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Making a Difference Mondays, August 20

Monday, August 20, 2018

Donor Spotlight: Holly Scoggins

Professor of Art, Polk State College

At one time or another, each of us has encountered a student who struggles to determine his or her career path, but still understands that a college degree is the key to a better life.

I can appreciate these types of individuals, because this was my story too. I grew up in a poor, rural town, and often worried more about how to help my family than what I might do with my future. My father was disabled and in poor health, and my mother worked tirelessly to provide for our family. Becoming an artist seemed impractical and unrealistic. But, my mother always told me that there was more out there than our small town: ‘a world bigger than this.’ She encouraged me to go to college, as she felt it would change my trajectory, and allow me to achieve all that was deep within my heart. “Then,” she said, “you will be able to take care of yourself, just as I am taking care of you now.”

To help make ends meet, I took my talent for drawing and painting and did whatever I could to be independent and lessen the load on my mom. For example, my first paid art jobs were in middle school doing things such as painting murals for local businesses.

Because of teachers and donors who personally invested in me, I am the first in my family to graduate from college with a four-year degree, as well as the first to earn a terminal degree in my field. I have been able to reinvest with the students at Polk State to expose them to new materials, methods, and techniques of art production.

Receiving the George Jenkins Endowed Teaching Chair has enabled me to expose students to Printmaking, an art form that goes back to the 5th century. The award is being used to train and equip me to teach students safe methods of reproducing fine art images, and this can, in turn, generate art sales for them and expand their breadth of knowledge in visual art.

I support the Foundation to pay it forward, so that students who grew up under similar circumstances can reach their fullest potential and change their lives for the better.

Alumni Spotlight: Steve Lester
2018 Distinguished Alumnus

Steve Lester received a Polk State Associate in Science in Criminology degree in 1982, and a Polk State Associate in Arts in 1983. After graduating, he earned a Bachelor of Science in Criminology from the University of Florida in 1999, and a Master of Public Administration from Troy State University in 2007. Today, he serves as Chief of Staff for the Polk County Sheriff’s Office (PCSO) and is second-in-command of the agency. He acts as Sheriff in all regards during the Sheriff’s absence.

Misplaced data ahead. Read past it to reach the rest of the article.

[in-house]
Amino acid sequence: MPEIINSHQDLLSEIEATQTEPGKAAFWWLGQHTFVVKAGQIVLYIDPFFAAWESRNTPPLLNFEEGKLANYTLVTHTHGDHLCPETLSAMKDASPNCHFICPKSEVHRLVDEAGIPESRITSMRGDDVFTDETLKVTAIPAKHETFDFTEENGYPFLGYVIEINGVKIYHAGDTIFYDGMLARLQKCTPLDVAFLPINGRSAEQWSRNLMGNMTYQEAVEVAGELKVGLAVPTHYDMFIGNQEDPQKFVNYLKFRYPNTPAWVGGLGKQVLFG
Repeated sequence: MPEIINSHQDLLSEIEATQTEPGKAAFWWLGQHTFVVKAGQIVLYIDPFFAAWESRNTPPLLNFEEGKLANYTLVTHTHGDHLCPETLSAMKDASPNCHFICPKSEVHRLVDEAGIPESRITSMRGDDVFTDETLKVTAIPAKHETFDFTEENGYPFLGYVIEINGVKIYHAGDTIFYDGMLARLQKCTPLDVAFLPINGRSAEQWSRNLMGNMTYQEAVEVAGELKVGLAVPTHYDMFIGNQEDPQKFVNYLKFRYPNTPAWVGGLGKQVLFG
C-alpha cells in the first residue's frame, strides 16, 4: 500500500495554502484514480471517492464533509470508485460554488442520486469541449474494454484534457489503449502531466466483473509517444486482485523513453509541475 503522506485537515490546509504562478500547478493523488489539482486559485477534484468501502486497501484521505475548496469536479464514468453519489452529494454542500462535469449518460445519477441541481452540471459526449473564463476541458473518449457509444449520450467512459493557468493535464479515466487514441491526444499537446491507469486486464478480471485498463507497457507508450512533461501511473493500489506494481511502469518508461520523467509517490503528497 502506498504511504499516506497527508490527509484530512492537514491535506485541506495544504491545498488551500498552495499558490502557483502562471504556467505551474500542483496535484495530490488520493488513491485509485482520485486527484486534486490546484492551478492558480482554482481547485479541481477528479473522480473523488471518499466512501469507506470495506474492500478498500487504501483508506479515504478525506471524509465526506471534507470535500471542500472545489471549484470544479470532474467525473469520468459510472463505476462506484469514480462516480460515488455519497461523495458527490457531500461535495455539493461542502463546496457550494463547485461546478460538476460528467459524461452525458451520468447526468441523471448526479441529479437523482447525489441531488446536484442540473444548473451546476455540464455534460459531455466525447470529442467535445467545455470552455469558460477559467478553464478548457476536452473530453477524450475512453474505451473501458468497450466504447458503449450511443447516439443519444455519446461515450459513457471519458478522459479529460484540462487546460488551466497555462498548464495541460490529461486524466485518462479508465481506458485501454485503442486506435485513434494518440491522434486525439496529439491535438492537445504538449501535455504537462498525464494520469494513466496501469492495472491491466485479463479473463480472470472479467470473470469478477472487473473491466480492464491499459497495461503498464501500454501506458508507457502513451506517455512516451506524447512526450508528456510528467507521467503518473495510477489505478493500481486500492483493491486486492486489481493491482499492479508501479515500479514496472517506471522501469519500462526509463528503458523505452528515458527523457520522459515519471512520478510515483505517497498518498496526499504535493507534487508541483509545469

Lester has served as Chief for seven years, overseeing 1,700 employees in daily operations. He has worked at the Sheriff’s Office for over 31 years. Born in West Virginia as the third of four children, Lester’s parents met in a coal-mining town, with his father working in the coal plant and his mother working in the coal company’s store. Seeking a better life for his family, Steve’s father made the decision to leave the company and move the family to Atlanta, Georgia. The family eventually moved to Winter Haven.

Lester joined the Polk County Sheriff’s Office in 1986 as a detention deputy sheriff. He rose through the ranks, from Corporal to Chief Commander for the Department of Detention, before his appointment as Chief of Staff in 2010. A career highlight during his tenure with the PCSO was the opportunity to attend the FBI National Academy in Quantico, Virginia. He is a graduate of the FBI National Academy, Session 240.

Among his many professional and community affiliations, Lester is a member of the Polk County Police Chiefs’ Association, the Police Executive Research Forum, the Polk State College Training Advisory Committee, the International Association of Chiefs’ of Police, and the Rotary Club of Winter Haven. He is also a graduate of Leadership Polk Class II. Steve is married to wife Alisha and they have two children, Hannah and Jenna.

Student Spotlight: BreAsia Barnes

BreAsia Barnes’s favorite quote from Maya Angelou serves as her inspiration in life: “You may encounter many defeats, but you must not be defeated. In fact, it is necessary to encounter the defeats so you can know who you are, what you can rise from, and how you can still come out of it.”

BreAsia graduated from Ft. Meade High School in 2017, and has dreamed of working in the medical field since she was eight years old. While other children might have been watching shows on Nickelodeon, BreAsia was watching medical shows that depicted real-life procedures and medical conditions. According to BreAsia, “Even though the shows sometimes featured people on operating tables and blood, I was fascinated by the surgeries.”